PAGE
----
Wednesday, September 30, 2009

Citizen Corporation

Montesquieu defined Political Virtue as the love of law and of one's country. And, that political virtue was arduous and hard to come by because to achieve it one had to move passed self interest to acting in the best public interest of all.

In the first case that the Supreme Court heard this year, in fact they came back early to hear it was a case concerning a corporation which is claiming that since corporations have the right of free speech, and that the FEC is trying to abridge this right (Citizens United v FEC). This standing of citizen is courtesy of a pre-oral argument made by the Chief Justice Waite in 1886 that the court was then of the opinion that the 14th amendment applied to corporations Citizens [ Santa Clara County v Southern Pacific Railroad (118US394, 1886)] that has become ingrained as precedent.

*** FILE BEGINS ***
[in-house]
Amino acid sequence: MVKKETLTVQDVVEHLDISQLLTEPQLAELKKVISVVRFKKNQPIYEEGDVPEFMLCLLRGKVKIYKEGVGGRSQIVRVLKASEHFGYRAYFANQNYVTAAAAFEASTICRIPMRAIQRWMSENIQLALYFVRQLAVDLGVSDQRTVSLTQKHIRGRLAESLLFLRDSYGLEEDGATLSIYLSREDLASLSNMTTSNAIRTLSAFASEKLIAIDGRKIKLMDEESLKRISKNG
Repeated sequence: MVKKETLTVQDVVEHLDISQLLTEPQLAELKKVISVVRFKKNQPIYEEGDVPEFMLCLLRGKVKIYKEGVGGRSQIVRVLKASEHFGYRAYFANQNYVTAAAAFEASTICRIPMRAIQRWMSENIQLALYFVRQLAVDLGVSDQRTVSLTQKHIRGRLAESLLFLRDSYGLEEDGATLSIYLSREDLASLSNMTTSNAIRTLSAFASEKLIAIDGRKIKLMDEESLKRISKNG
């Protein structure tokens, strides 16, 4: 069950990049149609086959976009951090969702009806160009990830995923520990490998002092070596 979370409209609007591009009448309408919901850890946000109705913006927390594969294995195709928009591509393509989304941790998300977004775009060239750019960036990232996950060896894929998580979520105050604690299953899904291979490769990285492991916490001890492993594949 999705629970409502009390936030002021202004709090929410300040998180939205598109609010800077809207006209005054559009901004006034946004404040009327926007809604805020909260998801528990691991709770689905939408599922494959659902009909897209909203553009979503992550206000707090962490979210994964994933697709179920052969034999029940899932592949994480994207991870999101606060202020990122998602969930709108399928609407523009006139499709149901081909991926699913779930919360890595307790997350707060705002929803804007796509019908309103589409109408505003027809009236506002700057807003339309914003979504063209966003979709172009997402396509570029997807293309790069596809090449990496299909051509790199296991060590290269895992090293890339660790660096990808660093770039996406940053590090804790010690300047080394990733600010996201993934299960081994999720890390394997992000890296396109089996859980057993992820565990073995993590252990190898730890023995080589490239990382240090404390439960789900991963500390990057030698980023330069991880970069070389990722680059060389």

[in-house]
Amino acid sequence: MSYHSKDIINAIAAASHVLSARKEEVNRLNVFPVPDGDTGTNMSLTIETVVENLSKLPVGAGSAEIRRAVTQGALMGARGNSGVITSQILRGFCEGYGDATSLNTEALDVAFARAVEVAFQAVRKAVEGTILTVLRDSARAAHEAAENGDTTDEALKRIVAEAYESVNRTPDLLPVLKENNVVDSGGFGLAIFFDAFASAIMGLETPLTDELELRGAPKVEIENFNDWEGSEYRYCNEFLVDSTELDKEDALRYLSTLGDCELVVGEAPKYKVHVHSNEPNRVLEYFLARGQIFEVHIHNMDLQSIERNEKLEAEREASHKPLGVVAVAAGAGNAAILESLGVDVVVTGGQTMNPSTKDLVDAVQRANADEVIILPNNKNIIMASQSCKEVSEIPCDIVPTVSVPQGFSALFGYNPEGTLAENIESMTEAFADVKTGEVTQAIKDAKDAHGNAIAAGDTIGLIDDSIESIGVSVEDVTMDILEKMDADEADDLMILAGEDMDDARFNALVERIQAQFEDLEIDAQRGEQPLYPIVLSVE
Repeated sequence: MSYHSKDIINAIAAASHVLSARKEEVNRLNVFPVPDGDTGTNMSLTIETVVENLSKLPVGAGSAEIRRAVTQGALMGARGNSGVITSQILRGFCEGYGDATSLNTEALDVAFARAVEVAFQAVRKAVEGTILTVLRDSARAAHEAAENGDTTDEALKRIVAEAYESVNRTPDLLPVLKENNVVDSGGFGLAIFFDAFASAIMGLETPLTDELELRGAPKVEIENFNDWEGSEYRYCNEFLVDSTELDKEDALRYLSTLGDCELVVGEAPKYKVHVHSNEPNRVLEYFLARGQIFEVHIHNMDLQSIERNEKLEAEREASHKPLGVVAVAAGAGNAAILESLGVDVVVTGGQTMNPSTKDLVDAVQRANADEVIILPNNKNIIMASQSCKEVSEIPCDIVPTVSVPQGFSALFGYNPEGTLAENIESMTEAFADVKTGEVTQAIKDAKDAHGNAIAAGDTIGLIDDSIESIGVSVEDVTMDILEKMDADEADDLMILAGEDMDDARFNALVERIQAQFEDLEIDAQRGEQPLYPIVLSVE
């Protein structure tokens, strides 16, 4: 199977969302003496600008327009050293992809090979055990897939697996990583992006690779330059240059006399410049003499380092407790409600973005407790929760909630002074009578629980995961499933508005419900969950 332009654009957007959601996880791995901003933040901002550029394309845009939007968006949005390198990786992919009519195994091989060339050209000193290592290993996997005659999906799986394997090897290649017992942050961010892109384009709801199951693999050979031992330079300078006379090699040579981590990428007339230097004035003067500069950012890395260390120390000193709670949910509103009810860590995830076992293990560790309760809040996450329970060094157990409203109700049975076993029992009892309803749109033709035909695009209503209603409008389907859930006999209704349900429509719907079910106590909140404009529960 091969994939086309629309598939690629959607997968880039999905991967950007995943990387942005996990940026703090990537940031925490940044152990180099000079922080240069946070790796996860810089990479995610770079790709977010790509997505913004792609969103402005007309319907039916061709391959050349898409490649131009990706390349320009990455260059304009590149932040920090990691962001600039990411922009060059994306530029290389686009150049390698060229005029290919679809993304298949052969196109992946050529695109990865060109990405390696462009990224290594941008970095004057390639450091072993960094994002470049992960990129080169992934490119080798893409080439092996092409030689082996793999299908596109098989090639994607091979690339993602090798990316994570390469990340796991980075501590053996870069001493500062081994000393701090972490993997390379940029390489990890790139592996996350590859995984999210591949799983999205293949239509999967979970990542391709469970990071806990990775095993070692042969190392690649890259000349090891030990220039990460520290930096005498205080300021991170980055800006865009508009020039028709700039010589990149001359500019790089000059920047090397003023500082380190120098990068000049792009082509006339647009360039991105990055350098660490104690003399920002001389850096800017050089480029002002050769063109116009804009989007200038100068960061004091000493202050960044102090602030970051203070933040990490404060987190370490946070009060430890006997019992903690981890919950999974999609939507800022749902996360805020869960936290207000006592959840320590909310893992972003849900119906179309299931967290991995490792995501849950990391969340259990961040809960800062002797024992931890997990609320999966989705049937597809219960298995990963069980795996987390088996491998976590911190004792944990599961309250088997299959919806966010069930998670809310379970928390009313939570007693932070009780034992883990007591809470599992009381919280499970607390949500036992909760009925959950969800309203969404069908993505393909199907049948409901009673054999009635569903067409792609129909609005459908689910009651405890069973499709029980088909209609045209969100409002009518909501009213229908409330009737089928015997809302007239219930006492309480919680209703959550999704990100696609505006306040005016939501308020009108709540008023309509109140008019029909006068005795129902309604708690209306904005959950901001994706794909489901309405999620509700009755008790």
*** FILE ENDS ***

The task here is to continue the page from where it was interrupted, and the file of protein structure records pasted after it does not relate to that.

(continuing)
The interest of corporations is not equal to that of citizens--they have no vested interest in the state, in the community, in anything save turning a profit.

It is time that corporations either are held as citizens--and thus, must act not in their own self-interest (i.e., their own profit), but in the best interest of the public good--or they cease to exist.

The oral argument of Citizens United V FEC[Reargued].pdf

editorial with history of the impact of Ch.Justice Waite's pre-argument statement

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